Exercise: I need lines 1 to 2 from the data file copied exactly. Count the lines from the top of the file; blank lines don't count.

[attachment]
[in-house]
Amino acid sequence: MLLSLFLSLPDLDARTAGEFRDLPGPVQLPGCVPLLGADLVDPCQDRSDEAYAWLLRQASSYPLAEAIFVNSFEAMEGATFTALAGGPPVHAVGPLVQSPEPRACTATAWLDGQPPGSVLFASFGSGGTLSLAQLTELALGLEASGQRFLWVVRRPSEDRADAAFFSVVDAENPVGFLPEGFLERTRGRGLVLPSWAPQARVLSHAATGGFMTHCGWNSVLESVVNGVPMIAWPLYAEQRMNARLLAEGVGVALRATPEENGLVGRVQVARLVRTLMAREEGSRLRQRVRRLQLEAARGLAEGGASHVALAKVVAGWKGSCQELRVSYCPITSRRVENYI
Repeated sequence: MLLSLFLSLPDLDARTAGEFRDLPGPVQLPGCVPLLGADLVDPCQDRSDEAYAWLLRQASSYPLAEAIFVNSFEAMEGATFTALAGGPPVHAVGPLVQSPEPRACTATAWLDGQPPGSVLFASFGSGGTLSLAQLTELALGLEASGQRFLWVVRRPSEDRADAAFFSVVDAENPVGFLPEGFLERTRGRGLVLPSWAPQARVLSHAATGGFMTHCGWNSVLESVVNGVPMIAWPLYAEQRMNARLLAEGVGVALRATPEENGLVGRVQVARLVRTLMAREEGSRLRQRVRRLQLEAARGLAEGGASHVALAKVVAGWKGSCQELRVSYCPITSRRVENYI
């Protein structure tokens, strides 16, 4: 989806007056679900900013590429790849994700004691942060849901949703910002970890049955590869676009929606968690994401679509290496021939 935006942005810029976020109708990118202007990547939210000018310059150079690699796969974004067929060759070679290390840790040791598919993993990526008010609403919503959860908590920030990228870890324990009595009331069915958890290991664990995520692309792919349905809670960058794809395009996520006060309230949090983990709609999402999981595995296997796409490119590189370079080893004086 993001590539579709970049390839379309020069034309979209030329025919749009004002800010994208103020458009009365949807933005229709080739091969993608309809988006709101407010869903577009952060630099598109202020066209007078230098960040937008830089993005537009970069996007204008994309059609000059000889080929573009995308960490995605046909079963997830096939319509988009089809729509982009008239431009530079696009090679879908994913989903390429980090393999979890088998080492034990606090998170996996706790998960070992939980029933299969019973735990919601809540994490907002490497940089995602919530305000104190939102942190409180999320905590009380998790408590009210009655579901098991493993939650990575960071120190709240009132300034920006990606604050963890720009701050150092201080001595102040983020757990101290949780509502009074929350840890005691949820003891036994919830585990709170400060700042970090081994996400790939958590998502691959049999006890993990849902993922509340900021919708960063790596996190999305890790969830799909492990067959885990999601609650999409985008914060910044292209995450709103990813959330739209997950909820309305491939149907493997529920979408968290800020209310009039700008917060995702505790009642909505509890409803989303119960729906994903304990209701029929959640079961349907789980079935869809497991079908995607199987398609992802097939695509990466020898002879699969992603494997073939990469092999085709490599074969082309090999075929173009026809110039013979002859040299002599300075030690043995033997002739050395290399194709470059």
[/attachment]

[in-house]
Amino acid sequence: MLLSLFLSLPDLDARTAGEFRDLPGPVQLPGCVPLLGADLVDPCQDRSDEAYAWLLRQASSYPLAEAIFVNSFEAMEGATFTALAGGPPVHAVGPLVQSPEPRACTATAWLDGQPPGSVLFASFGSGGTLSLAQLTELALGLEASGQRFLWVVRRPSEDRADAAFFSVVDAENPVGFLPEGFLERTRGRGLVLPSWAPQARVLSHAATGGFMTHCGWNSVLESVVNGVPMIAWPLYAEQRMNARLLAEGVGVALRATPEENGLVGRVQVARLVRTLMAREEGSRLRQRVRRLQLEAARGLAEGGASHVALAKVVAGWKGSCQELRVSYCPITSRRVENYI